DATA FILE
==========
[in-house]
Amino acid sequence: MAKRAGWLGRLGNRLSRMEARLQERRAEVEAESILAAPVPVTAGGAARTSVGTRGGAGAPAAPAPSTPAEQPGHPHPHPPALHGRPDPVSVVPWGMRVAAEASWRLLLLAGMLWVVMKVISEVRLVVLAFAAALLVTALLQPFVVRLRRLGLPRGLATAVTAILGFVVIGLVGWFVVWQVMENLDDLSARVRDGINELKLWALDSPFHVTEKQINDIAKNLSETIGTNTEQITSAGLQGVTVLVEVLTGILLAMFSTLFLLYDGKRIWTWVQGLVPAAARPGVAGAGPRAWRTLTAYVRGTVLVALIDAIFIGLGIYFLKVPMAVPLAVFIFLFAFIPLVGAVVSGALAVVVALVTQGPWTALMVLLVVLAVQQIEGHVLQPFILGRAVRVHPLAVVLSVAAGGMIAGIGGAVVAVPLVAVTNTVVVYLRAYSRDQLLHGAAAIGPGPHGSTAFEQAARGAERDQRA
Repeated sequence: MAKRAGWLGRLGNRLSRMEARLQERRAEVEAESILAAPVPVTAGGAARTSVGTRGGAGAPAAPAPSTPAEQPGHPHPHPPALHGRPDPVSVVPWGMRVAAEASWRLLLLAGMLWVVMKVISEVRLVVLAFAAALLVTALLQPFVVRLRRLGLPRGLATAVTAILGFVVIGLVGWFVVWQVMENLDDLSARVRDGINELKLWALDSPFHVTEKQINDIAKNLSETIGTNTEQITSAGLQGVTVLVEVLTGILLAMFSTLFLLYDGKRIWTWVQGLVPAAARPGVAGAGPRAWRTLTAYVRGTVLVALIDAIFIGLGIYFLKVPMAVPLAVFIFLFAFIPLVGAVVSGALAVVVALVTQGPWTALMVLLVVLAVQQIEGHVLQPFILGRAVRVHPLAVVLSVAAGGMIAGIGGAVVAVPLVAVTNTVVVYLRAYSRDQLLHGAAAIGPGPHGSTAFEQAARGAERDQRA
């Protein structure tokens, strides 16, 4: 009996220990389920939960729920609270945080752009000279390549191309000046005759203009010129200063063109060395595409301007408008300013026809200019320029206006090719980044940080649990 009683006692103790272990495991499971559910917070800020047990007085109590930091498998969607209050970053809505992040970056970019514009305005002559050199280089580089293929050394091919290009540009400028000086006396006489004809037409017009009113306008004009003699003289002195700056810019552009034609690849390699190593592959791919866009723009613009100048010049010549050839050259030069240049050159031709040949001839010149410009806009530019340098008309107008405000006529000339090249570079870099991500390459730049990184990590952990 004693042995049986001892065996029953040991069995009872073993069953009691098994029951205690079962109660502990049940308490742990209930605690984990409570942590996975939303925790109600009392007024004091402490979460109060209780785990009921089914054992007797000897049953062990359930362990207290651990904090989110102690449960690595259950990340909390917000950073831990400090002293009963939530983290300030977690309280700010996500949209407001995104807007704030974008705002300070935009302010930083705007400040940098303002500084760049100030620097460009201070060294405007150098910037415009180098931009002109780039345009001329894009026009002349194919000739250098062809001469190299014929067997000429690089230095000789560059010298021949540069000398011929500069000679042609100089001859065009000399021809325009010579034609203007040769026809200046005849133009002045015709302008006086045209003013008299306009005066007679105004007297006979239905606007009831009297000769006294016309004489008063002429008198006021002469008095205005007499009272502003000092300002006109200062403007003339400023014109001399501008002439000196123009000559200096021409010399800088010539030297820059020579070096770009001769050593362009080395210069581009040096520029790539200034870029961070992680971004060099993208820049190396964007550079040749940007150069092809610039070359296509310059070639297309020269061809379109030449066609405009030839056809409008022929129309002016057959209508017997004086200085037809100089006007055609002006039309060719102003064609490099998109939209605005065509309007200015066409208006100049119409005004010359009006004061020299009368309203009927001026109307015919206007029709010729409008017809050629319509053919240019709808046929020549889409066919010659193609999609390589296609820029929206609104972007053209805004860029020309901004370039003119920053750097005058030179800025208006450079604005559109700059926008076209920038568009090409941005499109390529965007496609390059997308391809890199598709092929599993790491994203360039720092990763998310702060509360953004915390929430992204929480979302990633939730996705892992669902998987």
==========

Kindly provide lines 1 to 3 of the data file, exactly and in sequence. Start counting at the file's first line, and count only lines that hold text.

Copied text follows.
[in-house]
Amino acid sequence: MAKRAGWLGRLGNRLSRMEARLQERRAEVEAESILAAPVPVTAGGAARTSVGTRGGAGAPAAPAPSTPAEQPGHPHPHPPALHGRPDPVSVVPWGMRVAAEASWRLLLLAGMLWVVMKVISEVRLVVLAFAAALLVTALLQPFVVRLRRLGLPRGLATAVTAILGFVVIGLVGWFVVWQVMENLDDLSARVRDGINELKLWALDSPFHVTEKQINDIAKNLSETIGTNTEQITSAGLQGVTVLVEVLTGILLAMFSTLFLLYDGKRIWTWVQGLVPAAARPGVAGAGPRAWRTLTAYVRGTVLVALIDAIFIGLGIYFLKVPMAVPLAVFIFLFAFIPLVGAVVSGALAVVVALVTQGPWTALMVLLVVLAVQQIEGHVLQPFILGRAVRVHPLAVVLSVAAGGMIAGIGGAVVAVPLVAVTNTVVVYLRAYSRDQLLHGAAAIGPGPHGSTAFEQAARGAERDQRA
Repeated sequence: MAKRAGWLGRLGNRLSRMEARLQERRAEVEAESILAAPVPVTAGGAARTSVGTRGGAGAPAAPAPSTPAEQPGHPHPHPPALHGRPDPVSVVPWGMRVAAEASWRLLLLAGMLWVVMKVISEVRLVVLAFAAALLVTALLQPFVVRLRRLGLPRGLATAVTAILGFVVIGLVGWFVVWQVMENLDDLSARVRDGINELKLWALDSPFHVTEKQINDIAKNLSETIGTNTEQITSAGLQGVTVLVEVLTGILLAMFSTLFLLYDGKRIWTWVQGLVPAAARPGVAGAGPRAWRTLTAYVRGTVLVALIDAIFIGLGIYFLKVPMAVPLAVFIFLFAFIPLVGAVVSGALAVVVALVTQGPWTALMVLLVVLAVQQIEGHVLQPFILGRAVRVHPLAVVLSVAAGGMIAGIGGAVVAVPLVAVTNTVVVYLRAYSRDQLLHGAAAIGPGPHGSTAFEQAARGAERDQRA